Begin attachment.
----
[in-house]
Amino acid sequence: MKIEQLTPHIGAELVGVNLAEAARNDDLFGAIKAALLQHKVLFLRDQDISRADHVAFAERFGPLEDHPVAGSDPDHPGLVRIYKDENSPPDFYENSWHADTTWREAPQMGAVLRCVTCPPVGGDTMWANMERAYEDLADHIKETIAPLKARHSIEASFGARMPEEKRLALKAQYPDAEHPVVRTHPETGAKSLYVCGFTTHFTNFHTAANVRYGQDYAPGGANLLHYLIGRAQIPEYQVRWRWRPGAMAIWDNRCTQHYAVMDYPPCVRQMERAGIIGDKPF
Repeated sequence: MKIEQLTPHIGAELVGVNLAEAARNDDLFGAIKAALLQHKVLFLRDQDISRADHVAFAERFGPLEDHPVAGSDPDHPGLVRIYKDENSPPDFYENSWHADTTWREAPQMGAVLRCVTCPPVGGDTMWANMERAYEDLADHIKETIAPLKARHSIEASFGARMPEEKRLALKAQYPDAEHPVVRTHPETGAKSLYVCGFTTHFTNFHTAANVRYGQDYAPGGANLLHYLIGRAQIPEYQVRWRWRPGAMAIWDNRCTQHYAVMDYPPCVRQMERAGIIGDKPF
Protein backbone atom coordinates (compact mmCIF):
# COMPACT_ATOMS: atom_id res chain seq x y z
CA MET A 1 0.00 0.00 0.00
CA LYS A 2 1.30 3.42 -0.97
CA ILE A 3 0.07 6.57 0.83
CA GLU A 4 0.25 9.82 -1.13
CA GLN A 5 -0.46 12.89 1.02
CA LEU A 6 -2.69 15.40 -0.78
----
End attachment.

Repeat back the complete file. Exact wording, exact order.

[in-house]
Amino acid sequence: MKIEQLTPHIGAELVGVNLAEAARNDDLFGAIKAALLQHKVLFLRDQDISRADHVAFAERFGPLEDHPVAGSDPDHPGLVRIYKDENSPPDFYENSWHADTTWREAPQMGAVLRCVTCPPVGGDTMWANMERAYEDLADHIKETIAPLKARHSIEASFGARMPEEKRLALKAQYPDAEHPVVRTHPETGAKSLYVCGFTTHFTNFHTAANVRYGQDYAPGGANLLHYLIGRAQIPEYQVRWRWRPGAMAIWDNRCTQHYAVMDYPPCVRQMERAGIIGDKPF
Repeated sequence: MKIEQLTPHIGAELVGVNLAEAARNDDLFGAIKAALLQHKVLFLRDQDISRADHVAFAERFGPLEDHPVAGSDPDHPGLVRIYKDENSPPDFYENSWHADTTWREAPQMGAVLRCVTCPPVGGDTMWANMERAYEDLADHIKETIAPLKARHSIEASFGARMPEEKRLALKAQYPDAEHPVVRTHPETGAKSLYVCGFTTHFTNFHTAANVRYGQDYAPGGANLLHYLIGRAQIPEYQVRWRWRPGAMAIWDNRCTQHYAVMDYPPCVRQMERAGIIGDKPF
Protein backbone atom coordinates (compact mmCIF):
# COMPACT_ATOMS: atom_id res chain seq x y z
CA MET A 1 0.00 0.00 0.00
CA LYS A 2 1.30 3.42 -0.97
CA ILE A 3 0.07 6.57 0.83
CA GLU A 4 0.25 9.82 -1.13
CA GLN A 5 -0.46 12.89 1.02
CA LEU A 6 -2.69 15.40 -0.78